On Mon, 17 Oct 2016, Yoav Nir wrote:
I’m not entirely comfortable with calling something a MUST NOT when all we have
It's a little more than conjecture.
1) It has been proven that malicious 1024 bit DH values can be generated
by academia that cannot be independantly discovered. Therefore any
nationstate with access to the same theory and more CPU power could
have done this years ago.
2) We have the RFC 5114 values who'se original authors/sponsors are not
disclosing how these were generated.
1) + 2) means we cannot know if these values were trapdoor'ed.
If BBN/NIST/NSA wants to share how they seeded these values, we can all
publicly decide if we can keep using these or not. Without such
information, it just becomes an unnecessary risk to take.
Adding Steve Kent, co-author of RFC-5114, to the CC: so that he has
the opportunity to share what he knows about the origins of these
values and their seeds.
but I have no love and no need of those DH groups.
I don’t believe anyone else depends on these groups (at least in IPsec), so I’m
fine with such a change.
On 17 Oct 2016, at 18:54, Daniel Migault <daniel.miga...@ericsson.com>
In fact is there anyone opposing their status becomes MUST NOT in rfc4307bis.
On Mon, Oct 17, 2016 at 11:30 AM, John Mattsson <john.matts...@ericsson.com>
> I'm proposing it is time to change this to MUST NOT for 4307bis.
On 09/10/16 23:26, "IPsec on behalf of Paul Wouters"
<ipsec-boun...@ietf.org on behalf of p...@nohats.ca> wrote:
>Released a few days ago:
> A kilobit hidden SNFS discrete logarithm computation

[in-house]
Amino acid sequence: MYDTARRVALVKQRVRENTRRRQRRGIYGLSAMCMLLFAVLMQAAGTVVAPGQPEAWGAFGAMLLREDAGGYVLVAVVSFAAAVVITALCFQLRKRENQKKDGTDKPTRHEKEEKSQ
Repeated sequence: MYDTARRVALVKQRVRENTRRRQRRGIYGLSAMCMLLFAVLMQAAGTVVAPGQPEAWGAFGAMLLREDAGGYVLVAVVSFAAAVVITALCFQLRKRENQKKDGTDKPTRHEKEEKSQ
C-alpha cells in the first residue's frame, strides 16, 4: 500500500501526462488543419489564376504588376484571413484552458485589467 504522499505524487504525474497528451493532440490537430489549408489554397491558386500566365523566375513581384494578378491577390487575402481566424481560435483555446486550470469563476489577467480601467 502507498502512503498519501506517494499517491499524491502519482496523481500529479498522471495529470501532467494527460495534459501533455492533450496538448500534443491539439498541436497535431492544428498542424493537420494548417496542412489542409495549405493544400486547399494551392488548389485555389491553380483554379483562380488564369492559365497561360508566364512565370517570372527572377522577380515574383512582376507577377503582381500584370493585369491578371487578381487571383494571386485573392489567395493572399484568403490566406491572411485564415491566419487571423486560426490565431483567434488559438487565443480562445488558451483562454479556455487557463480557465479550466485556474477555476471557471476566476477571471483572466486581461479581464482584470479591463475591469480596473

> Joshua Fried and Pierrick Gaudry and Nadia Heninger and Emmanuel
> We perform a special number field sieve discrete logarithm
> computation in a 1024-bit prime field. To our knowledge, this
> is the first kilobit-sized discrete logarithm computation ever
> reported for prime fields. This computation took a little over
> two months of calendar time on an academic cluster using the
> open-source CADO-NFS software.
>Basically, this paper shows how to make a DH group of 1024 modp
>with a backdoor, in two months of academic computing resources,
>The paper mentions 5114 a few times:
> RFC 5114  specifies a number of groups for use with
> Diffie-Hellman, and states that the parameters were drawn
> from NIST test data, but neither the NIST test data  nor
> RFC 5114 itself contain the seeds used to generate the finite
> field parameters
> Both from this perspective, and from our more modern one,
> risk of trapdoored primes in real usage appears to have been a
> as the apparent difficulties encountered by the trapdoor designer
> turn out to be easily circumvented. A more conservative design
> for FIPS 186 would have required mandatory seed publication
> making it optional. As a result, there are opaque, standardized
> and 2048-bit primes in wide use today that cannot be properly
>This is the strongest statement yet that I've seen to not trust any
>of the RFC-5114 groups.
>The latest 4307bis document has these groups (22-24) as SHOULD NOT,
> Group 22, 23 and 24 or 1024-bit MODP Group with 160-bit, and
> 2048-bit MODP Group with 224-bit and 256-bit Prime Order Subgroup
> have small subgroups, which means that checks specified in the
> "Additional Diffie-Hellman Test for the IKEv2" [RFC6989] section
> 2.2 first bullet point MUST be done when these groups are used.
> These groups are also not safe-primes. The seeds for these groups
> have not been publicly released, resulting in reduced trust in
> these groups. These groups were proposed as alternatives for
> group 2 and 14 but never saw wide deployment. It is expected
> in the near future to be further downgraded to MUST NOT.
>I'm proposing it is time to change this to MUST NOT for 4307bis.
>Possibly, we should do this via SAAG in general, and then follow SAAG's
>advise in IPSECME.
>Is there _any_ reason why group 22-24 should not be MUST NOT ?
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